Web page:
Scientists studying 1,600-year-old cotton from the banks of the Nile have found what they believe is the first evidence that punctuated evolution has occurred in a major crop group within the relatively short history of plant domestication.
The findings offer an insight into the dynamics of agriculture in the ancient world and could also help today's domestic crops face challenges such as climate change and water scarcity.
The researchers, led by Dr Robin Allaby from the School of Life Sciences at the University of Warwick, examined the remains of ancient cotton at Qasr Ibrim in Egypt's Upper Nile using high throughput sequencing technologies.
This is the first time such technology has been used on ancient plants and also the first time the technique has been applied to archaeological samples in such hot countries.
The site is located about 40 km from Abu Simbel and 70 km from the modern Sudanese border on the east bank of what is now Lake Nasser.
They also studied South American samples from sites in Peru and Brazil aged between 800 and nearly 4,000 years old.
The results showed that even over the relatively short timescale of a millennia and a half, the Egyptian cotton, identified as G. herbaceum, showed evidence of significant genomic reorganisation when the ancient and the modern variety were compared.
However closely-related G.Barbadense from the sites in South America showed genomic stability between the two samples, even though these were separated by more than 2,000 miles in distance and 3,000 years in time.
This divergent picture points towards punctuated evolution - long periods of evolutionary stability interspersed by bursts of rapid change having occurred in the cotton family.
Dr Allaby said: "We think of evolution as a very slow process, but as we analyse more genome information we can see that there's been a huge amount of large-scale proactive change during recent history.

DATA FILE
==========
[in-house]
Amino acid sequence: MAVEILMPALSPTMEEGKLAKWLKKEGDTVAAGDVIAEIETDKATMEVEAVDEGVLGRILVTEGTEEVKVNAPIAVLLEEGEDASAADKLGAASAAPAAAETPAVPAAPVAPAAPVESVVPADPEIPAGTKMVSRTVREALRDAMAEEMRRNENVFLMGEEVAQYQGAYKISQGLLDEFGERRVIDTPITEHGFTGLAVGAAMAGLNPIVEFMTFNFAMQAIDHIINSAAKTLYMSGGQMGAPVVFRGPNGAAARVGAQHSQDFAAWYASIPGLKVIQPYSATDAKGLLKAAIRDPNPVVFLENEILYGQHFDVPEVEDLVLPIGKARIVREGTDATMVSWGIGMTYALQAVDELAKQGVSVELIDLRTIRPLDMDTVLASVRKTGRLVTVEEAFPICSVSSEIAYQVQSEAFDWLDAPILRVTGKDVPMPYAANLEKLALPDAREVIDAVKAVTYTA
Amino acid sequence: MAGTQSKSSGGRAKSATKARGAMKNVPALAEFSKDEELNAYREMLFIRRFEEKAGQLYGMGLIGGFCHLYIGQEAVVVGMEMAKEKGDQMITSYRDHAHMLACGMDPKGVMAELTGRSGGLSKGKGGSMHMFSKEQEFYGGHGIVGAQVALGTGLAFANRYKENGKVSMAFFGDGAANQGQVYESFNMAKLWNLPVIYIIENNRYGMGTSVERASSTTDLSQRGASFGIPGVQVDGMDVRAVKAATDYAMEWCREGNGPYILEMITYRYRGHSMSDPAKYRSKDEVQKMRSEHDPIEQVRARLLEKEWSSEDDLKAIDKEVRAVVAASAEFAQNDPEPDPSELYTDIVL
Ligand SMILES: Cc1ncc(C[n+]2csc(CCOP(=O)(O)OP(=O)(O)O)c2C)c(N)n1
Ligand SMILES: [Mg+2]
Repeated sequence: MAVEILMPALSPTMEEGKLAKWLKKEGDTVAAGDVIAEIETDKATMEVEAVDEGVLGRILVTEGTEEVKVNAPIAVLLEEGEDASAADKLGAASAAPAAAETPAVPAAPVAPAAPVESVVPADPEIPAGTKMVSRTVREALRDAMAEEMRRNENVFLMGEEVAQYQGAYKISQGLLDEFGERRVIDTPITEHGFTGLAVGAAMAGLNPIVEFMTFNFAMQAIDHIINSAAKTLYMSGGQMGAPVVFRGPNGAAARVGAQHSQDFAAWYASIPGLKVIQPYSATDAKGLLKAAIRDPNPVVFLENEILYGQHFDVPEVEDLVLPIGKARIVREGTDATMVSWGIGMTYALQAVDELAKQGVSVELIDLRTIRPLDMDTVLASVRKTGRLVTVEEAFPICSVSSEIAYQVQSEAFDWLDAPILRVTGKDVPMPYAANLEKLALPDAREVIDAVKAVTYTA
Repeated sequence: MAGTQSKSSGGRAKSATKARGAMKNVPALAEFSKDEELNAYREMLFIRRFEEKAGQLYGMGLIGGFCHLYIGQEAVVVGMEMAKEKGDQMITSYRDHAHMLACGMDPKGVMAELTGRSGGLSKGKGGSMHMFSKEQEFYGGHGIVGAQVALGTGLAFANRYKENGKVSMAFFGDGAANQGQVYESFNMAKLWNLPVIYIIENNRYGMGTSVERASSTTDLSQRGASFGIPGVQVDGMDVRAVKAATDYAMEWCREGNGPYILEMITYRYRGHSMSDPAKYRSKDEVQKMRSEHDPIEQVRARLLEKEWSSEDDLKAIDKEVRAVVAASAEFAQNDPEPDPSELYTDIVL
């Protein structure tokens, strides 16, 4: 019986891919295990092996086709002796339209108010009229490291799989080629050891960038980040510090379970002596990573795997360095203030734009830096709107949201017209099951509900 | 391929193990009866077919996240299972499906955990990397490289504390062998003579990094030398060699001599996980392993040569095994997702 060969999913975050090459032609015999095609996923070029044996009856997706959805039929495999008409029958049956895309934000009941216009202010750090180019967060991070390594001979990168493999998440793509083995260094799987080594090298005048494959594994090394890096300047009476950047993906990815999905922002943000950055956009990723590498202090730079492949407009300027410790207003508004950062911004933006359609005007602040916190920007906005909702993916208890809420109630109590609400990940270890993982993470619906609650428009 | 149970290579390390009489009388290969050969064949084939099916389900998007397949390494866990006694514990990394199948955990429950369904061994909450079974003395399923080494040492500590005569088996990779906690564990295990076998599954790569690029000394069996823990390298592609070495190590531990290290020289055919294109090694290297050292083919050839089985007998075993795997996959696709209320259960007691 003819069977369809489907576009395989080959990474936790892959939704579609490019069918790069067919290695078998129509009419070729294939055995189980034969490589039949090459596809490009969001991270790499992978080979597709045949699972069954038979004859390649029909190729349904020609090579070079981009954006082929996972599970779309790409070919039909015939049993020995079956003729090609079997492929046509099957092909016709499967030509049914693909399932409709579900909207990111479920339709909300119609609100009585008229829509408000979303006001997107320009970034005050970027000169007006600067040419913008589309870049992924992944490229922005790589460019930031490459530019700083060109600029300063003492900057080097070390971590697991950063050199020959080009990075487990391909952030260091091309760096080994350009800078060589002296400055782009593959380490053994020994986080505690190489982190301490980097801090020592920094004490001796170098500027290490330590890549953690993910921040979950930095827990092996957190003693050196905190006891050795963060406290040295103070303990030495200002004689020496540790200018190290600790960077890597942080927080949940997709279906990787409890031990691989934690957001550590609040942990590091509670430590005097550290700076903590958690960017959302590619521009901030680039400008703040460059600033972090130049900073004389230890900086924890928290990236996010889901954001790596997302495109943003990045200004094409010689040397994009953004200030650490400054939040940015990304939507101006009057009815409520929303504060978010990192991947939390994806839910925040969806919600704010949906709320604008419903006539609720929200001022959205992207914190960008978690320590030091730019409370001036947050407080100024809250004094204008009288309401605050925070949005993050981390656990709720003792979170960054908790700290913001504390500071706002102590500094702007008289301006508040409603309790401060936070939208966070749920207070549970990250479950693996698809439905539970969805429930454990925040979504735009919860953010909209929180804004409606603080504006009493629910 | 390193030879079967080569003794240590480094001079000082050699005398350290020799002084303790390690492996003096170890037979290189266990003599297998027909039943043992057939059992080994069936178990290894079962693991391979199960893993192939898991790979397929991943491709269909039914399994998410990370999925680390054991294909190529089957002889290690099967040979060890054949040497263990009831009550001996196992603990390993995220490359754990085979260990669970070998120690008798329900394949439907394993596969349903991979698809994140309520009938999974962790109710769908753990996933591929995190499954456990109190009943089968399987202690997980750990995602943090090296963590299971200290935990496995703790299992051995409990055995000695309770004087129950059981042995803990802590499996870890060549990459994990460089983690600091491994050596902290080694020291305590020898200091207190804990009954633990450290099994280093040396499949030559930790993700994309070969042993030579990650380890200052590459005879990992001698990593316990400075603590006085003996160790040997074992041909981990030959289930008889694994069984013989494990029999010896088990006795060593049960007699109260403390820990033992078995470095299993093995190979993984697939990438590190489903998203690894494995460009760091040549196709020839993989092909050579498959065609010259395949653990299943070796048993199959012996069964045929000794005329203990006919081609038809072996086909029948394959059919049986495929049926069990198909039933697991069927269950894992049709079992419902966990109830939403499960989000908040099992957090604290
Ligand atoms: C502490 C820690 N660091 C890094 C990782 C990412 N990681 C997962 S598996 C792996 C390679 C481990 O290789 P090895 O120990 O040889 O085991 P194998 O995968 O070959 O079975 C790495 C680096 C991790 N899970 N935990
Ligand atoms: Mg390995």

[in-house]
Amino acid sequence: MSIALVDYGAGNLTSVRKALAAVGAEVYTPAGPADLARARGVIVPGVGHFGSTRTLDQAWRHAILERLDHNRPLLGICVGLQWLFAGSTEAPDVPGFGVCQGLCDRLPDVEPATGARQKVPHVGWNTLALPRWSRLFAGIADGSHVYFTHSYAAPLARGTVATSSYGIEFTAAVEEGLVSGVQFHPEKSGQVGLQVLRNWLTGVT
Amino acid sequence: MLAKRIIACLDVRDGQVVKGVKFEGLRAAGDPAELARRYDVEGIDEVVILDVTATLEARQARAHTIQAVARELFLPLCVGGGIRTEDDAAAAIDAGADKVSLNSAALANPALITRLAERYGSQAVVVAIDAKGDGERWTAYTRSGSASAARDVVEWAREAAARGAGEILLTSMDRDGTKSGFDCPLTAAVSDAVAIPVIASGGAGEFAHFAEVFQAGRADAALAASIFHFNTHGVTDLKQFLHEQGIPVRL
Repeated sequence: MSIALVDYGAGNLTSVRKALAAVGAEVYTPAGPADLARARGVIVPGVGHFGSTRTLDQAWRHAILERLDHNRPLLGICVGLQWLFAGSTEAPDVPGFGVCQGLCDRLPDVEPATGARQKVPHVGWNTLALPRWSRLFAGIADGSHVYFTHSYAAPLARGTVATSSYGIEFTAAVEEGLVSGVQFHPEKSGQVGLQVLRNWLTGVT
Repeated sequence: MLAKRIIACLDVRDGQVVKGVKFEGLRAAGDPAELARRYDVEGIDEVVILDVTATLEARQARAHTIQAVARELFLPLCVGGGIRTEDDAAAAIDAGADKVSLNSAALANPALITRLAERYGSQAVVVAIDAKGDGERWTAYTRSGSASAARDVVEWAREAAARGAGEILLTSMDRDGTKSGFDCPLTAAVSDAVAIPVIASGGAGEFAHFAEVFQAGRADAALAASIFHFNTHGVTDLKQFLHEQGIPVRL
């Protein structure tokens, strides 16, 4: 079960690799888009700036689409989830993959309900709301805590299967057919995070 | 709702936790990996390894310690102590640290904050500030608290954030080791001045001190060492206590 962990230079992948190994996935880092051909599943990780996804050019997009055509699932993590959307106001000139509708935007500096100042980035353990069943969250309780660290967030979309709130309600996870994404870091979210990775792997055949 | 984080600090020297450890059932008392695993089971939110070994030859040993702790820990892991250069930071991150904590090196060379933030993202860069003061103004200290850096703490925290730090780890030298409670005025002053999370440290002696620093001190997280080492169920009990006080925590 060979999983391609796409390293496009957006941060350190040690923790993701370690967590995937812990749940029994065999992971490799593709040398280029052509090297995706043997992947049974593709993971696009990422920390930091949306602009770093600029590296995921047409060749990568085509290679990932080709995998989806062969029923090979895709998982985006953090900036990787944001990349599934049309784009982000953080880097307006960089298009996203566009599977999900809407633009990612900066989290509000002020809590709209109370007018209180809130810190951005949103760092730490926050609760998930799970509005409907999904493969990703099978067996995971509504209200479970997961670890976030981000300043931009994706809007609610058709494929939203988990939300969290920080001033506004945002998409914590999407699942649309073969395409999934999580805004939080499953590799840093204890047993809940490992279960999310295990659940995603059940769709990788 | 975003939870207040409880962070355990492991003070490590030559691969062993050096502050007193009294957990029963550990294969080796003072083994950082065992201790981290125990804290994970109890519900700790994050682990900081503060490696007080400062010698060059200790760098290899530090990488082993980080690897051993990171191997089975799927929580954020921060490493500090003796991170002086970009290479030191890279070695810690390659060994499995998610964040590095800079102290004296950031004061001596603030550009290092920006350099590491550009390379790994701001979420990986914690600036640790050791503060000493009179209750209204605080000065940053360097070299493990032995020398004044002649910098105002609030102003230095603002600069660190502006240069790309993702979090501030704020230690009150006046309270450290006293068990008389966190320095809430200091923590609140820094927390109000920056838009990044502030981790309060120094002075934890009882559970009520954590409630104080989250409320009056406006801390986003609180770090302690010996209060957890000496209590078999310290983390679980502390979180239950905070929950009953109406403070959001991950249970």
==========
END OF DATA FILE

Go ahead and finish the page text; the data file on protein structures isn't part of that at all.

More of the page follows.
"Our results for the cotton from Egypt indicate that there has been the potential for more adaptive evolution going on in domesticated plant species than was appreciated up until now.
"Plants that are local to their particular area will develop genes which allow them to better tolerate the stresses they find in the environment around them.
"It's possible that cotton at the Qasr Ibrim site has adapted in response to extreme environmental stress, such as not enough water.
"This insight into how domesticated crops evolved when faced with environmental stress is of value for modern agriculture in the face of current challenges like climate change and water scarcity."
For archaeologists, the results also shed light on agricultural development in the ancient world.
There has long been uncertainty as to whether ancient Egyptians had imported domesticated cotton from the Indian subcontinent, as had happened with other crops, or whether they were growing a native African variety which had been domesticated locally.
The study's findings that the Qasr Ibrim seeds were of the G. herbaceum variety, native to Africa, rather than G. arboreum, which is native to the Indian subcontinent, represents the first molecular-based identification of archaeobotanical cotton to a species level.
Dr Allaby said the findings confirm there was an indigenous domestication of cotton in Africa which was separate from the domestication of cotton in India.
"The presence of cotton textiles on Egyptian and Nubian sites has been well documented but there has always been uncertainty among archaeologists as to the origin of these.
"It's not possible to identify some cotton varieties just by looking at them, so we were asked to delve into the DNA.
"We identified the African variety G. herbaceum, which suggest that domesticated cotton was not a cultural import it was a technology that had grown up independently."
The study Archaeogenomic evidence of punctuated genome evolution in Gossypium, which was funded by NERC, is published in the journal Molecular Biology and Evolution.
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